Tuesday, January 22, 2013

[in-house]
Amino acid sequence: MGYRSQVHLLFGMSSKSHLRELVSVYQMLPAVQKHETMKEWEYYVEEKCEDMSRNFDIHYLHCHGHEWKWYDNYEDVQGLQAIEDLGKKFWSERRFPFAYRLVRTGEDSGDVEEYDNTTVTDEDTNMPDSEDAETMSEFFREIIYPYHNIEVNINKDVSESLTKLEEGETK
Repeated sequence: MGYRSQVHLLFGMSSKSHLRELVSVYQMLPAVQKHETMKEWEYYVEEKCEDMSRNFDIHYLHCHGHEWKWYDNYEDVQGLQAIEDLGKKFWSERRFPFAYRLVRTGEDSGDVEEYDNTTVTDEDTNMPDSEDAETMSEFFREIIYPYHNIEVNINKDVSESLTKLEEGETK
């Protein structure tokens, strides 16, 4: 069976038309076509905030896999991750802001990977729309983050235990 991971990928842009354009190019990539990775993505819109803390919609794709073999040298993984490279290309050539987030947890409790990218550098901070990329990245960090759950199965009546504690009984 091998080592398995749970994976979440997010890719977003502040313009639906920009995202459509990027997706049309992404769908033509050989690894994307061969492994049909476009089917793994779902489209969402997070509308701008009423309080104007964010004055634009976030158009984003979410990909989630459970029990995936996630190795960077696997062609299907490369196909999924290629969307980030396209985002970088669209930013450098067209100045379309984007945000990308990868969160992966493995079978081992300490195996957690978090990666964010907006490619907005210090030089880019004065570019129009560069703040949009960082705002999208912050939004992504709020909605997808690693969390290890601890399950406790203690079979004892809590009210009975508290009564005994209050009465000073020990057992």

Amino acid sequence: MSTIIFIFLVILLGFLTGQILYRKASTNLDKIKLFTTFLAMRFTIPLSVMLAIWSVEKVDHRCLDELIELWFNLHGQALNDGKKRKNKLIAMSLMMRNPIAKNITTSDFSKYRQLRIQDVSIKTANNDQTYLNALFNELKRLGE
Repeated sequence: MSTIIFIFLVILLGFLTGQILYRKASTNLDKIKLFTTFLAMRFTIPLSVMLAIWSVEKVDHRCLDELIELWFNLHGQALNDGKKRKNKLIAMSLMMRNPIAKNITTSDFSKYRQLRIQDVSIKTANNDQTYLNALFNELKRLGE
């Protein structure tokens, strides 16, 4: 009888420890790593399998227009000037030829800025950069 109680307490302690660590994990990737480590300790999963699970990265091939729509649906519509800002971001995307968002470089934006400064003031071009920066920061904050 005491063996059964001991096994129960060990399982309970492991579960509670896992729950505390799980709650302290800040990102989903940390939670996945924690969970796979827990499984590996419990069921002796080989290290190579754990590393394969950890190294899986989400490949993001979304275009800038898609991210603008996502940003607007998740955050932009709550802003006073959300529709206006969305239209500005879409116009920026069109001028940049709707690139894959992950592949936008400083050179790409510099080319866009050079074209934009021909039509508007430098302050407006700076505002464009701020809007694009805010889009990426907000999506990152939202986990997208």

How do you start a post that is intended to be a summary explanation of a philosophical transformation of your approach to work? Undoubtedly anything you write will seem pompous, and even more so you are sure to be longwinded and a potential bore to your readers. So in short, I think most of what we celebrate in the architectural world is bullshit. We celebrate the ability to spend money, and we celebrate it so much so that people spend inordinate amounts on projects they inherently know are temporary. What makes this absurd is the push over the last decade to celebrate the 'industrial' look. It absolutely pains me to explain to clients that in order to achieve an effective 'warehouse' aesthetic they will need to spend 3 times the amount of money to use rigid spiral ducting so they don't see cheap flex ducts. That instead of just running power and cabling from point a to b, they need to install cable trays and conduit to give it a more orderly appearance. Imagine a client's lack of enthusiasm when told how many thousands they need to spend to spray encapsulate fireproofing so that it doesn't flake off on their desktops over time and can then be painted so that it doesn't look like hideous spray on fireproofing anymore. That industrial stainless look in a kitchen or breakroom...absolutely the most expensive way to go, and most if it isn't even industrial grade. Want to save money and have cubicles in an open office, that's great, but cubicles cost 3-5 times more than a desk. We're talking about millions of dollars wasted here, all because people are sold on a style and the false impression that its cheaper. The simple fact is that you can have a kick ass space and not spend a fortune on it, but you have to accept that raw means just that. $15 can buy all the materials you need for an awesome desk made of dimensional lumber and exposed bolt heads. It's up to you to find someone who will assemble it with thought and care.